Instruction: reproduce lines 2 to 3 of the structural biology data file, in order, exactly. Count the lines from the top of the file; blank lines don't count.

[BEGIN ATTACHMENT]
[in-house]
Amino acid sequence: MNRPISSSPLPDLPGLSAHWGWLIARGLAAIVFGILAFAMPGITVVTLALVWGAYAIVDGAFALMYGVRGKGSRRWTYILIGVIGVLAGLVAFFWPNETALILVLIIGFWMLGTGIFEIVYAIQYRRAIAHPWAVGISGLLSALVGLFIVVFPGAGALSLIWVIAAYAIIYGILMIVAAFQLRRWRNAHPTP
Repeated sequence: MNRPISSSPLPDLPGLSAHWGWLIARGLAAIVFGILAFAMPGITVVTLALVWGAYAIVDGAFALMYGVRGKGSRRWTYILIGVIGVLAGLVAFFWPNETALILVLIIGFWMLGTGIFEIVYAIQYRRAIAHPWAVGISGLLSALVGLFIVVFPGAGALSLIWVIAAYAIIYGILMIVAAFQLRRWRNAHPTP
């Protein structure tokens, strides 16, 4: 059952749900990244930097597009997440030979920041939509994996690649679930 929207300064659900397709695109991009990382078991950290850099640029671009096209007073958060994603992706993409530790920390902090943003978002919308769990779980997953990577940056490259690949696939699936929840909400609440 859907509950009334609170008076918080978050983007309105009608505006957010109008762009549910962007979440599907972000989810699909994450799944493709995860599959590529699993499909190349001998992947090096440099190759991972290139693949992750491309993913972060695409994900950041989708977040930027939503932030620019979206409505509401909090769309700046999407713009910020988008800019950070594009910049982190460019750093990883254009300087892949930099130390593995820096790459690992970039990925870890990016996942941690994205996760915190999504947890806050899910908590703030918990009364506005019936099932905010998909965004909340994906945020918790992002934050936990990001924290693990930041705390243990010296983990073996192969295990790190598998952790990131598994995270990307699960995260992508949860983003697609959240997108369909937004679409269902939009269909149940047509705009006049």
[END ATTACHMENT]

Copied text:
Amino acid sequence: MNRPISSSPLPDLPGLSAHWGWLIARGLAAIVFGILAFAMPGITVVTLALVWGAYAIVDGAFALMYGVRGKGSRRWTYILIGVIGVLAGLVAFFWPNETALILVLIIGFWMLGTGIFEIVYAIQYRRAIAHPWAVGISGLLSALVGLFIVVFPGAGALSLIWVIAAYAIIYGILMIVAAFQLRRWRNAHPTP
Repeated sequence: MNRPISSSPLPDLPGLSAHWGWLIARGLAAIVFGILAFAMPGITVVTLALVWGAYAIVDGAFALMYGVRGKGSRRWTYILIGVIGVLAGLVAFFWPNETALILVLIIGFWMLGTGIFEIVYAIQYRRAIAHPWAVGISGLLSALVGLFIVVFPGAGALSLIWVIAAYAIIYGILMIVAAFQLRRWRNAHPTP